Six Dead Women, One Dead Trans Person

In the aftermath of the Elliot Rodger murder spree in Isla Vista, California, many people wanted to attribute his violence to mental illness. In fact, we had no evidence1 that Rodger had any mental illness known to cause violent behavior, much less that a specific illness did cause that behavior in Rodger’s particular case. On the contrary, we had plenty of evidence that Rodger’s violence was motivated in significant parts by racism and sexism, sexism directed outward at others and racism internalized, contributing, by turns, to an entitlement he articulated to be as a result of being half white and feelings that his failures were due in part to being the child of one Asian-American parent.

We know this because he ranted about it. He ranted about race, he ranted about gender, he ranted about sexual interactions, and he ranted about heterosexual norms and expectations. And he did so in both written form and a video created not long before his murders and death. His words alone are sufficient evidence to believe that sexism and racism played very significant contributing roles in causing his violent behavior. But some people, attempting to stamp down the crazy-blaming arguments that Rodger must have been mentally ill and that this mental illness must have caused his murders, cited things that weren’t actually true. In one particular case, cm’s changeable monicker moved – nobly! – to correct one particular mistake (made by ck):

 ck @#596:

[…] the six dead women in this story did absolutely nothing wrong, and realistically couldn’t have done anything that would’ve deserved this. Maybe I’m missing something, but I think that the only thing we can do for these women now is to try to find some way to prevent this from happening again.

I can’t let this pass without noting that four of the ‘six dead women’ were, in fact, men.
(This lack of attention to, you know, facts drives me up the wall. I’m sorry, but there it is.)

This (however well intentioned, and of course I think it was well intentioned), contributed to anger I had already been feeling over the relentless certainty that cis* people seem to feel every time there’s one of these mass murders that we can be sure of the genders of the persons involved. In fact, we can’t. The media will inevitably erase trans* victims in the future as they have for as long as media have existed in the past. I was more than merely frustrated with this cissexist certainty that no one shot by a mass murderer could possibly be trans and that everyone killed must have a straightforward and easily understandable relationship to society’s gender categories that will inevitably be accurately and completely reflected in their government-issued IDs (a certainty that I in no way mean to imply was merely cm’s, no it also manifested in ck’s and nearly every other person writing about Isla Vista at the time). And so in response I wrote:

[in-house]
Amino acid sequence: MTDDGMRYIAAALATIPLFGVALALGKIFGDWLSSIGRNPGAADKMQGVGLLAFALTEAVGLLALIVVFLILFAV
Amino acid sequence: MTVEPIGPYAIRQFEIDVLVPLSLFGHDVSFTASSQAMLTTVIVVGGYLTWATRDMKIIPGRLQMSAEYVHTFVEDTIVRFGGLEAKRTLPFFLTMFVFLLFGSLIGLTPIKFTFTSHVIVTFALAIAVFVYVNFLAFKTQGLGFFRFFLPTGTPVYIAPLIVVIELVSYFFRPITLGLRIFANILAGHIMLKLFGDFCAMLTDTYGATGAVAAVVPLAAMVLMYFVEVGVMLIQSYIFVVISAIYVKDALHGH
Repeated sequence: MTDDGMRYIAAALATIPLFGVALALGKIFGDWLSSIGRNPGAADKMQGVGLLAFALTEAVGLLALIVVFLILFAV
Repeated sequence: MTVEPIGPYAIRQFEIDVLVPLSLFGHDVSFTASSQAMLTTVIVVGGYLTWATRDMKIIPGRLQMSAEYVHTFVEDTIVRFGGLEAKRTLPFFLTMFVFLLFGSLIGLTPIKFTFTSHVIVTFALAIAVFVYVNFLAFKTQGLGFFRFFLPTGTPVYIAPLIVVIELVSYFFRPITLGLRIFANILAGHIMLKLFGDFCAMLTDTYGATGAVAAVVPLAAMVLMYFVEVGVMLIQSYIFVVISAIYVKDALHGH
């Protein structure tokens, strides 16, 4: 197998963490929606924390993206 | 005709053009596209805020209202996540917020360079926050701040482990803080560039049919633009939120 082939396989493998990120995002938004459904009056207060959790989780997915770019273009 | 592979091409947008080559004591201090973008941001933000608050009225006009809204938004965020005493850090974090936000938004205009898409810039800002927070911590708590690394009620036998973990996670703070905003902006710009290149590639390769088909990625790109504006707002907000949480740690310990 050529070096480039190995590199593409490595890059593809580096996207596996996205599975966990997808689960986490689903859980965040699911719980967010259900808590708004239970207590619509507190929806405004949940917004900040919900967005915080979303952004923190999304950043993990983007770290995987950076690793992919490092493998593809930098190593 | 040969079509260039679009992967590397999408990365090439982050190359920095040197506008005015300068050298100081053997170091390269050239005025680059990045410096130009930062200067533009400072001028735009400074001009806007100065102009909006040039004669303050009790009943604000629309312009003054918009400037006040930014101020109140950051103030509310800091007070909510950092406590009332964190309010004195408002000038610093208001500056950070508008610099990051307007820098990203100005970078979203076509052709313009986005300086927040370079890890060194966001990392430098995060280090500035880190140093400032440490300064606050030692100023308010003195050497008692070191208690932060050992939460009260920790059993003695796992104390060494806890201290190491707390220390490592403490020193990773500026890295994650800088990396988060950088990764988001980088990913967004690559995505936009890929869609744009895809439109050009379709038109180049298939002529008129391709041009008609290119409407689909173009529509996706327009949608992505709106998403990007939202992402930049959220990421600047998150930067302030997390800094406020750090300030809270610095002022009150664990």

Yes. Facts. It’s a fact that four of the ‘six dead women’ were reportedly men.

And, again, I’m not pissed off at cm’s changeable monicker so much as I’m pissed off at the relentless confidence that we just fucking know no trannies were killed. It’s just so easy to be sure that the victims, no matter how many, will all belong to one or at most two genders. Couldn’t possibly be any other way.

I’m fucking tired of it. Mostly I’m just fucking tired of people not seeing that **you can’t end misogyny without substantially taking on and eroding trans* oppression**.

How, precisely, will misogyny end if there are still only 2 permitted genders?

How will you police the boundary of woman without sneering at women who don’t know their place?

What will you do when no woman is murdered unless and until she violates some gender taboo?

Be content? Really?

Fuck every single comment in any of those Isla Vista threads that pretended for half a second that we “know” the genders of the victims – any or all. No matter what help they did or didn’t provide on this or that sub-issue, every single comment that took that shit for granted is part of the fucking problem.

If you can’t give a shit about the trannies, at least give a shit about the excuses trans* hatred gives to murderers of cis women.

How’s that for a feminist manifesta?

So, what makes me bring this up now? Because my magical powers of prophecy have been validated, again. In the Dayton mass shooting the killer was said to have killed his sister. This was widely, widely reported. But it turns out that he didn’t. Instead he killed his trans sibling who was not a sister, and was very probably a brother given his preference for masculine pronouns. And yet the media reported otherwise anyway, erasing the true nature of Dayton’s loss. Splinter News was responsible for first reporting this: